It was all going so well wasn’t it? Three wins on the spin not including the Community Shield triumph, new signings coming in and looking the part, pre-existing players looking like they had been revitalised. It was all set to be a promising week of football ahead. Facing our city rivals in the early kick-off, with José Mourinho renewing the rivalry with his greatest nemesis, a European away trip to look forward to, and then a trip to one of our traditionally favourite venues on Sunday.

  • By Philip Morrissey
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So far, it has not worked out quite as planned, however. Not at all. The high pressing that had been on display in the opening few games was absent in the first half of the derby fixture, meaning Man United were on the back foot for most of it. Alarmingly, City’s midfield was given far too much freedom to create opportunities. The pedestrian tendencies of Yaya Touré and Samir Nasri were weeded out by Pep Guardiola when he arrived. He has brought in young, hungry bodies that go straight for the jugular. Fellaini and Pogba, in contrast, looked overrun and unable to pinpoint the runs to follow. Ibrahimović did strike just before the break, giving the fans hope for a revival.

Curiously, two of the players introduced to the team found themselves hauled off by Mourinho at the interval. Henrikh Mkhitayran had the excuse of playing in an unfamiliar position with the lingering effects of an injury suffered whilst on international duty for Armenia. Jesse Lingard, who gave the ball away on a few occasions, could have been more effective on the left-hand side.

It is true that the second forty-five was more even. Claudio Bravo should have conceded a spot-kick for a blatant foul on Rooney, then Rashford had an attempt ruled out after it brushed against an offside Zlatan. For all the pressure, City seemed to be relatively solid and compact at the back whilst still threatening on the break. It felt too much like a lost opportunity especially with the absence of Vincent Kompany and Sergio Kun Aguero.

Personnel were expectedly switched in light of the Europa League game in Rotterdam. Some were anticipated, others baffling. Sergio Romero might have hoped to get the nod ahead of David de Gea. Memphis seemed to be on many minds for his first start. Paul Pogba being employed in an advanced position behind the main striker was the move that offered the most tantalising prospect to most, however. Theory can often better than practice as this performance demonstrated. Clear chances and opportunities were at a premium throughout the first half. Rashford tried willingly to take on the defence but often found himself lacking support and crowded out. Anthony Martial, Juan Mata, and Pogba were too distant to set up any dangerous moves. It seemed we were replaying one of the more turgid games from the Van Gaal era.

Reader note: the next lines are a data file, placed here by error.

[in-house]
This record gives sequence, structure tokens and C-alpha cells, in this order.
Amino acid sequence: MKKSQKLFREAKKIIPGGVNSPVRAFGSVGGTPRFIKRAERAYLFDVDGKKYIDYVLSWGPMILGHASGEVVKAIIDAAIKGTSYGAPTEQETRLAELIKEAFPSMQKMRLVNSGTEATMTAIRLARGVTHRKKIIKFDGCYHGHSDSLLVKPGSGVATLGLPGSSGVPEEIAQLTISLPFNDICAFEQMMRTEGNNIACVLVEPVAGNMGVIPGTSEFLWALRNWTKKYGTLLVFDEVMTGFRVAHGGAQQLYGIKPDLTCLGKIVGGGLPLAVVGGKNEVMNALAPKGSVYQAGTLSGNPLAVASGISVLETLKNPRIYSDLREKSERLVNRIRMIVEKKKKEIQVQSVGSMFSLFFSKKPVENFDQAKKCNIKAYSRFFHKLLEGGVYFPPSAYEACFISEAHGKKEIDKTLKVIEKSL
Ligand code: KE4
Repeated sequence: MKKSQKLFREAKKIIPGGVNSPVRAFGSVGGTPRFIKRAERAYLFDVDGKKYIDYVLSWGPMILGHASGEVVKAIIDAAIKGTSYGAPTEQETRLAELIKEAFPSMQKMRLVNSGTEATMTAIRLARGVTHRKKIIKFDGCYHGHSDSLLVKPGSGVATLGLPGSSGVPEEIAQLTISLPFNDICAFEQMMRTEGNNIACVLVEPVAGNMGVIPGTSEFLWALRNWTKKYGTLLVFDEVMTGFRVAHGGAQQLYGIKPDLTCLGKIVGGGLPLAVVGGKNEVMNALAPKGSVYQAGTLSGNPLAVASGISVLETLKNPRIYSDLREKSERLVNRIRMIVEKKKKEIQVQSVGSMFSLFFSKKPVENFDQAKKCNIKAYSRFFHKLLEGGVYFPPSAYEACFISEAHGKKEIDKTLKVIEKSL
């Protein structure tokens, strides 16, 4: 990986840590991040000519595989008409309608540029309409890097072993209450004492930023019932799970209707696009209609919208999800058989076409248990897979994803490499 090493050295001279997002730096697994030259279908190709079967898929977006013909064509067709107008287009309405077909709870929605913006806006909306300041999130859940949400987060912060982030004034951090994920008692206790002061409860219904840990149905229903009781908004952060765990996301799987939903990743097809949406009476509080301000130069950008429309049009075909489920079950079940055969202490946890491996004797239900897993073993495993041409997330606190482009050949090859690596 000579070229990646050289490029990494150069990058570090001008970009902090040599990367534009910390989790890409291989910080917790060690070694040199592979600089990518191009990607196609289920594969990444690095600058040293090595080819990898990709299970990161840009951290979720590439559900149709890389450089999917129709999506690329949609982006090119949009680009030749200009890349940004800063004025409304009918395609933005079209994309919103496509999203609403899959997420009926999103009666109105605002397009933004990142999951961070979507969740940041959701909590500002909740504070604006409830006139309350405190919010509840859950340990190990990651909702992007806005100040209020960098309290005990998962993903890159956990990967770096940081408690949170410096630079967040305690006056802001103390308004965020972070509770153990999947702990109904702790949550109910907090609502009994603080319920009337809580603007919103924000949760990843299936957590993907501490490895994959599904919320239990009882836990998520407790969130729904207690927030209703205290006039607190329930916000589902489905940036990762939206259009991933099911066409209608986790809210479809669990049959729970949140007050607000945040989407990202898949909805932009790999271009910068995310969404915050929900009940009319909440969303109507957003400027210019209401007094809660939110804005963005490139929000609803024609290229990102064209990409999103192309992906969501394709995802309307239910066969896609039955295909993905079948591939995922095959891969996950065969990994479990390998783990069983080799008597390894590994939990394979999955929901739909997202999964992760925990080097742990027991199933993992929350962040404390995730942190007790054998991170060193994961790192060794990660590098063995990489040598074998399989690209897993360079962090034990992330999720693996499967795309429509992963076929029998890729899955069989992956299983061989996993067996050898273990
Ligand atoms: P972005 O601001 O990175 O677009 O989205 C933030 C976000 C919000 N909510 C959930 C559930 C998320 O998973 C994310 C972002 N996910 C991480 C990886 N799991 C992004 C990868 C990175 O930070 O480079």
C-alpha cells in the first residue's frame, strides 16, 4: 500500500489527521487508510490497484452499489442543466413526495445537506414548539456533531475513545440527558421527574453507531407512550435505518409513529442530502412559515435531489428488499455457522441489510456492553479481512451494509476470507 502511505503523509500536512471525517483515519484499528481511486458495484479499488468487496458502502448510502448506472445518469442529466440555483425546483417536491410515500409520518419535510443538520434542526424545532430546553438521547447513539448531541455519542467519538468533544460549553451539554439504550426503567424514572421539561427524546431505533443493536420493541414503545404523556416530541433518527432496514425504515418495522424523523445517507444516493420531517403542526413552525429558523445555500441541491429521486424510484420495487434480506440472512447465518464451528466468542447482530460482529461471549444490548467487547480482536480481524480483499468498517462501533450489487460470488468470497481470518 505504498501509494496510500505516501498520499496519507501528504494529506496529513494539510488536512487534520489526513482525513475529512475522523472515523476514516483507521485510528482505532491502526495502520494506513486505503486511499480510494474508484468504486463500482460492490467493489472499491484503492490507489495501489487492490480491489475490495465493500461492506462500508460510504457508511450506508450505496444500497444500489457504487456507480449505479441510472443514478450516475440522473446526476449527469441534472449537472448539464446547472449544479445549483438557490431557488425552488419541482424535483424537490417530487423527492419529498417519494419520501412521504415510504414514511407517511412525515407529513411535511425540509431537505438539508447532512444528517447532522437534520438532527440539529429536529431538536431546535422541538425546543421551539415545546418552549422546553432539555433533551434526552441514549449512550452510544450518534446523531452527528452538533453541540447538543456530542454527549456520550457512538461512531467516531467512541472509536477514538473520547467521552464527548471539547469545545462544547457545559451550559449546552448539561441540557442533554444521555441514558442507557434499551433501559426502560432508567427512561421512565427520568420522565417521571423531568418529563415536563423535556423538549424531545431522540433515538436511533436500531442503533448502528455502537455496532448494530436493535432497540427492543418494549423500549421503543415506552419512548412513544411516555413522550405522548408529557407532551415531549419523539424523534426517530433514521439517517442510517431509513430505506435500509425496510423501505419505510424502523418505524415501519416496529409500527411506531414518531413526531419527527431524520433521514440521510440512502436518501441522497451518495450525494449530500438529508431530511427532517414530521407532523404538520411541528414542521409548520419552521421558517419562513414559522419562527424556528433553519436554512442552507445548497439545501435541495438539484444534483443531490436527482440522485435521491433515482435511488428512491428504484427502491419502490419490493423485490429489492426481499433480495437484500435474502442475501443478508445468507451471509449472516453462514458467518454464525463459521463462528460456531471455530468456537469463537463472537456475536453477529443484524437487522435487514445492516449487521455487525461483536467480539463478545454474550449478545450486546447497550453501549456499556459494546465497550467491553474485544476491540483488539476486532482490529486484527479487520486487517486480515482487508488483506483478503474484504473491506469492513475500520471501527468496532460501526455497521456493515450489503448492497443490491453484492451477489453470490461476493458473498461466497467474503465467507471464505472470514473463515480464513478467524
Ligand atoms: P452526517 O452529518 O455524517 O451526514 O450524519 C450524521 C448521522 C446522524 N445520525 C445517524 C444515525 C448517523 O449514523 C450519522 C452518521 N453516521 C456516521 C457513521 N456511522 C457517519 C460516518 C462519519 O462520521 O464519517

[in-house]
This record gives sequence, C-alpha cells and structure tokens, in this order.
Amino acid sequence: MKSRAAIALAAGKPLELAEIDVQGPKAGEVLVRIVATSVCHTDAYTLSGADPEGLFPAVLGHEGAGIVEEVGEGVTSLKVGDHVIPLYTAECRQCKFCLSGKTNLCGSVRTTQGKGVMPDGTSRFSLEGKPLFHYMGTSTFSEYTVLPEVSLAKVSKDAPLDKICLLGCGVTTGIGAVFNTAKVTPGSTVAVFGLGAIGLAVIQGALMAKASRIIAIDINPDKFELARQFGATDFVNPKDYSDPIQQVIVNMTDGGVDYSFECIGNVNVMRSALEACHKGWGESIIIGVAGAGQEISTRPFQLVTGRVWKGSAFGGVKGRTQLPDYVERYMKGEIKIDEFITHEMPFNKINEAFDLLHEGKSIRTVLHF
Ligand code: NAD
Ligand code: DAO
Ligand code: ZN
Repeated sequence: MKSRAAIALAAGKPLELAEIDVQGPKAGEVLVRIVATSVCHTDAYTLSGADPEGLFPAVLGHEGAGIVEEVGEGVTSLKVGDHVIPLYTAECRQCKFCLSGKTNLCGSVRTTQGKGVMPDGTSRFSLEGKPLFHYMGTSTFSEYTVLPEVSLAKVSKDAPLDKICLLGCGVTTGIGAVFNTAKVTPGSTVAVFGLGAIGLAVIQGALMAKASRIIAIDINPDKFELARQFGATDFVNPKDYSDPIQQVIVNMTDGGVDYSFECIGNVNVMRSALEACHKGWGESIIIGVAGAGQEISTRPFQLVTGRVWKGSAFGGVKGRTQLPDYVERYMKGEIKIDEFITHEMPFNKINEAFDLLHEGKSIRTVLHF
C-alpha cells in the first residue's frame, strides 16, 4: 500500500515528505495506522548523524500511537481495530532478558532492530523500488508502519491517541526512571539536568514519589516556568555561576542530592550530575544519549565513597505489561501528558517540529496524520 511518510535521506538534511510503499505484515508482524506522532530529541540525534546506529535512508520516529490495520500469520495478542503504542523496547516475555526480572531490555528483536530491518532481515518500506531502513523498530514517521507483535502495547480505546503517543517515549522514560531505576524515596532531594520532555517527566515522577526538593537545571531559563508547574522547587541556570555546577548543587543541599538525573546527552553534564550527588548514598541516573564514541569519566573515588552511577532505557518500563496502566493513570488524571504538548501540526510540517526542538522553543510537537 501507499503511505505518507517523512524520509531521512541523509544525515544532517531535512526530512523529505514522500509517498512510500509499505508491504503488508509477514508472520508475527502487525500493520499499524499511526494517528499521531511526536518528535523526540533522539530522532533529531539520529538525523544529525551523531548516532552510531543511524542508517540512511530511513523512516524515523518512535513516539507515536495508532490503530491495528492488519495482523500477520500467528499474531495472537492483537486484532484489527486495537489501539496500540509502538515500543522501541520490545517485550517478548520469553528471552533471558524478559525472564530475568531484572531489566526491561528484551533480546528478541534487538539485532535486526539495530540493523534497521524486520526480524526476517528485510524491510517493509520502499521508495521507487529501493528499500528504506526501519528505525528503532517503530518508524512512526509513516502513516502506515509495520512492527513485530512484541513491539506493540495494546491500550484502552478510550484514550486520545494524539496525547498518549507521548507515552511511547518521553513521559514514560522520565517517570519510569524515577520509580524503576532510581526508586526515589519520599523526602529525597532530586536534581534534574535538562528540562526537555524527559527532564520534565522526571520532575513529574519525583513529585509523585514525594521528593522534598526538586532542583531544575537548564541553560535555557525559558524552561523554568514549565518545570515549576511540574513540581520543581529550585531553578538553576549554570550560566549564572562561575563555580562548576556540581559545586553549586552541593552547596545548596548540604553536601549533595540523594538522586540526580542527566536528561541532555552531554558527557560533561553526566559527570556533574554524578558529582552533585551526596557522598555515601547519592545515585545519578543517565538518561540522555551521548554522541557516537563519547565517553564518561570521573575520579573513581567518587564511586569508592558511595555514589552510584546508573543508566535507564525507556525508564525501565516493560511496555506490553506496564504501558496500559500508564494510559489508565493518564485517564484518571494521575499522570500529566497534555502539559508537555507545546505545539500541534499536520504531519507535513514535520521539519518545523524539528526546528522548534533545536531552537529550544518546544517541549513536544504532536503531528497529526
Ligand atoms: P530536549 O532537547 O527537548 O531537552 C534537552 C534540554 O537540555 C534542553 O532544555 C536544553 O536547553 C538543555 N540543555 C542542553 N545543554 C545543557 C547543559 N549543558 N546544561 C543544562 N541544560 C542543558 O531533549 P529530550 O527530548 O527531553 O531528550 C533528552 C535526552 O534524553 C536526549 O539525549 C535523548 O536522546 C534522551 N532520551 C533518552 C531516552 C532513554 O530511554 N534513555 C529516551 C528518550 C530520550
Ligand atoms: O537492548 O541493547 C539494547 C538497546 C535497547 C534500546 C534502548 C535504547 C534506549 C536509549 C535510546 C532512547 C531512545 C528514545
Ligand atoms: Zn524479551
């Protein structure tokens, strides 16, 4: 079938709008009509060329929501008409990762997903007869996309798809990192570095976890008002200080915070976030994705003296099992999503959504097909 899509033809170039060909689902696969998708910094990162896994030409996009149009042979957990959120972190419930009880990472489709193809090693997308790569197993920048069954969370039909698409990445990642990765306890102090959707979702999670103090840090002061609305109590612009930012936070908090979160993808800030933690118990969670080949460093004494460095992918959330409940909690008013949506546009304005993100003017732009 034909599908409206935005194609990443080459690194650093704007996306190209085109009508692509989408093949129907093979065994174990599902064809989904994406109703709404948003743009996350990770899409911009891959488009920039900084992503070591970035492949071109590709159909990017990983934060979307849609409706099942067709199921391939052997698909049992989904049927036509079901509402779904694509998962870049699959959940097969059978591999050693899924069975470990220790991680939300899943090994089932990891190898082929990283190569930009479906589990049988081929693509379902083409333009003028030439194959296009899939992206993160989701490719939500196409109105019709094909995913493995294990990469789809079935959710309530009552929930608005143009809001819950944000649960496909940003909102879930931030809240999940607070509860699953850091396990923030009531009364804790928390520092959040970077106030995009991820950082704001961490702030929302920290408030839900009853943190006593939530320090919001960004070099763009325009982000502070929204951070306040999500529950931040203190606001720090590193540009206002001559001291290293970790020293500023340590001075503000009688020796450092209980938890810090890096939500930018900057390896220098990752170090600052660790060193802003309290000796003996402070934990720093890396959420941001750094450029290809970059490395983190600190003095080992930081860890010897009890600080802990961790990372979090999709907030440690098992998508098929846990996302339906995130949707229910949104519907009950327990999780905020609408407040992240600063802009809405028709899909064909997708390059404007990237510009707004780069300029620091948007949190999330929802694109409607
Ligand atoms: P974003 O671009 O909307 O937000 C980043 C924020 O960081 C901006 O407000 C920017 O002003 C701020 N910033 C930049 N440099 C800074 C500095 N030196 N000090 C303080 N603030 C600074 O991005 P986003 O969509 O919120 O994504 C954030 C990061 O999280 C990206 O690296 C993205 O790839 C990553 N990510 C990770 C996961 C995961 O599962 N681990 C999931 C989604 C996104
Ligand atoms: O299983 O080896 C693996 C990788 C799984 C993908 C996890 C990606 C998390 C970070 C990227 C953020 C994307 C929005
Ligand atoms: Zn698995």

Frustratingly, the second half followed the same pattern as the first. Mourinho’s response was to bring on a triple substitution of Zlatan, Memphis and Ashley Young, rather peculiar to me. The home-team’s response was to go ahead. Although Nicolai Jørgensen should have been flagged off-side in the build-up, he was allowed to sweep the ball in for the on-rushing Tonny Vilhena.

Having played for a draw for most of the game, Feyenoord were now ahead. Loading bodies into the area without any degree of sophistication was not likely to break them down now. That is what happened for the remainder of the game however. United’s attackers had little room to work, and, too often, the balls provided were of lamentable quality. It may not be the European competition that we all want, but as we are here, surely an effort better than this can be expected? Especially when Sloth from The Goonies was managing to get a game for the home-side.

Dirk Kuyt was largely in the background as his mates hung around then toppled Mourinho's United.

DNA results pending.

José has promised a return to “a more normal side” against Watford. Whether his characterisation is a reflection of the dismal performance, or the level of believe he has with his secondary players is open to judgement. Certainly more was expected from the lost boys who should be busting a gut to get back into the team. Pre and post-match comments from the boss would not fill many with too much belief though. If Mourinho thinks the Vicarage road outfit are going to be an easy stroll around, he can think again. The Hornets are buzzing (sorry!) after securing their first win in an impressive display against West Ham. They will certainly be hoping to claim their first home points of the season on Sunday. Conversely, United need to respond to their set-backs, and with a little style as well. The pressure is on.